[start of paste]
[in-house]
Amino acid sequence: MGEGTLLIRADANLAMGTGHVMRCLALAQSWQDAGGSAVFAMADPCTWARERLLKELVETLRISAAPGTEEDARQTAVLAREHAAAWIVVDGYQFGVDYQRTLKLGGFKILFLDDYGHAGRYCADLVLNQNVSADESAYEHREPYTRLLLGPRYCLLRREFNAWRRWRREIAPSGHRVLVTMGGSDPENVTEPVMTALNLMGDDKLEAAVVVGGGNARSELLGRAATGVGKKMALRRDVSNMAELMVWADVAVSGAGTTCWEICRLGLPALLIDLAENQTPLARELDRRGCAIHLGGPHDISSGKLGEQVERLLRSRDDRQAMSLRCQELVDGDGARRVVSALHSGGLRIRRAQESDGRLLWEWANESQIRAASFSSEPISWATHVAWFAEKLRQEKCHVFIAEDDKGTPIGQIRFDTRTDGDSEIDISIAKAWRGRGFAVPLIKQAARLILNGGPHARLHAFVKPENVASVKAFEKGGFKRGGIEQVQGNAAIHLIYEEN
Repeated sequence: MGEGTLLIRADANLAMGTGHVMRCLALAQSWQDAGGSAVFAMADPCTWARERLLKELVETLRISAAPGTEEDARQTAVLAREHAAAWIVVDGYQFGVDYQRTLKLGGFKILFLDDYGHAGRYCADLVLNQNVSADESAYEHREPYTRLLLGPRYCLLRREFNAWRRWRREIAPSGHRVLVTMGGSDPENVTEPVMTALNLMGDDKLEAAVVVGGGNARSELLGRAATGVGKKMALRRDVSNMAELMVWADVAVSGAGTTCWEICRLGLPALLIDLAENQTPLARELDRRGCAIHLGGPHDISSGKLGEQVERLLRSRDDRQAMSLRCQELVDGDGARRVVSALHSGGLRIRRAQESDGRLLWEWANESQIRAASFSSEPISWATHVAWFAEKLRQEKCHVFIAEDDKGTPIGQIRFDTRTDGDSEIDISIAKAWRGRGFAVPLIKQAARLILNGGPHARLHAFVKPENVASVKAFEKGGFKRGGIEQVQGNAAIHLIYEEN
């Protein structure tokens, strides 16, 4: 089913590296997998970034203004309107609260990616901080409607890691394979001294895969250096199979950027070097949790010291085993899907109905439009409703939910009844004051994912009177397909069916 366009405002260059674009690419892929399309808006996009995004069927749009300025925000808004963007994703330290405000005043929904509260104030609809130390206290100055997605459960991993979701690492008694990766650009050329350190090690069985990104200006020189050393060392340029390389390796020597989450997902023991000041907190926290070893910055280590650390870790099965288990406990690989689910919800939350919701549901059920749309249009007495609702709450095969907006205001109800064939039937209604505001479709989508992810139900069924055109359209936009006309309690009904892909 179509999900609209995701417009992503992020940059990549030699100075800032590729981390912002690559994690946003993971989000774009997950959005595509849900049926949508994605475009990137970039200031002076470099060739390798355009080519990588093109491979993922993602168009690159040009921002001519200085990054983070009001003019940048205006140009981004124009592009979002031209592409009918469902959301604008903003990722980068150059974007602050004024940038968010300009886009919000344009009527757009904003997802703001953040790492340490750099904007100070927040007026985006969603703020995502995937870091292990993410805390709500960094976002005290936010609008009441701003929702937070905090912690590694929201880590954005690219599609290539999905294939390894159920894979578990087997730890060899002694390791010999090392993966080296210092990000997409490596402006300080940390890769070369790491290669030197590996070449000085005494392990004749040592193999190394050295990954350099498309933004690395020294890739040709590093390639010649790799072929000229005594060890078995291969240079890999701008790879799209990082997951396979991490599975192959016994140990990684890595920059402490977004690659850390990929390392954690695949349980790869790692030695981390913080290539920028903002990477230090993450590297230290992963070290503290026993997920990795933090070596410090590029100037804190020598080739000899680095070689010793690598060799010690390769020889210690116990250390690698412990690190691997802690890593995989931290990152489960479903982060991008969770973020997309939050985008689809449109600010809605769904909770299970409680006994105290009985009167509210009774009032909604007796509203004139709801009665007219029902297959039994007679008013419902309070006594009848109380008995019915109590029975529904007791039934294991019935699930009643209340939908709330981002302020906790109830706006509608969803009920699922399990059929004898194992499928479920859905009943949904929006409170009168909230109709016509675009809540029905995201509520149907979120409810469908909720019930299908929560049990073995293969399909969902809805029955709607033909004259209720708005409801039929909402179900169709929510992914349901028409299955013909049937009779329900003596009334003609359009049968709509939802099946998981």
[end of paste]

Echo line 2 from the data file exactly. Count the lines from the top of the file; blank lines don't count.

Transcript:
Amino acid sequence: MGEGTLLIRADANLAMGTGHVMRCLALAQSWQDAGGSAVFAMADPCTWARERLLKELVETLRISAAPGTEEDARQTAVLAREHAAAWIVVDGYQFGVDYQRTLKLGGFKILFLDDYGHAGRYCADLVLNQNVSADESAYEHREPYTRLLLGPRYCLLRREFNAWRRWRREIAPSGHRVLVTMGGSDPENVTEPVMTALNLMGDDKLEAAVVVGGGNARSELLGRAATGVGKKMALRRDVSNMAELMVWADVAVSGAGTTCWEICRLGLPALLIDLAENQTPLARELDRRGCAIHLGGPHDISSGKLGEQVERLLRSRDDRQAMSLRCQELVDGDGARRVVSALHSGGLRIRRAQESDGRLLWEWANESQIRAASFSSEPISWATHVAWFAEKLRQEKCHVFIAEDDKGTPIGQIRFDTRTDGDSEIDISIAKAWRGRGFAVPLIKQAARLILNGGPHARLHAFVKPENVASVKAFEKGGFKRGGIEQVQGNAAIHLIYEEN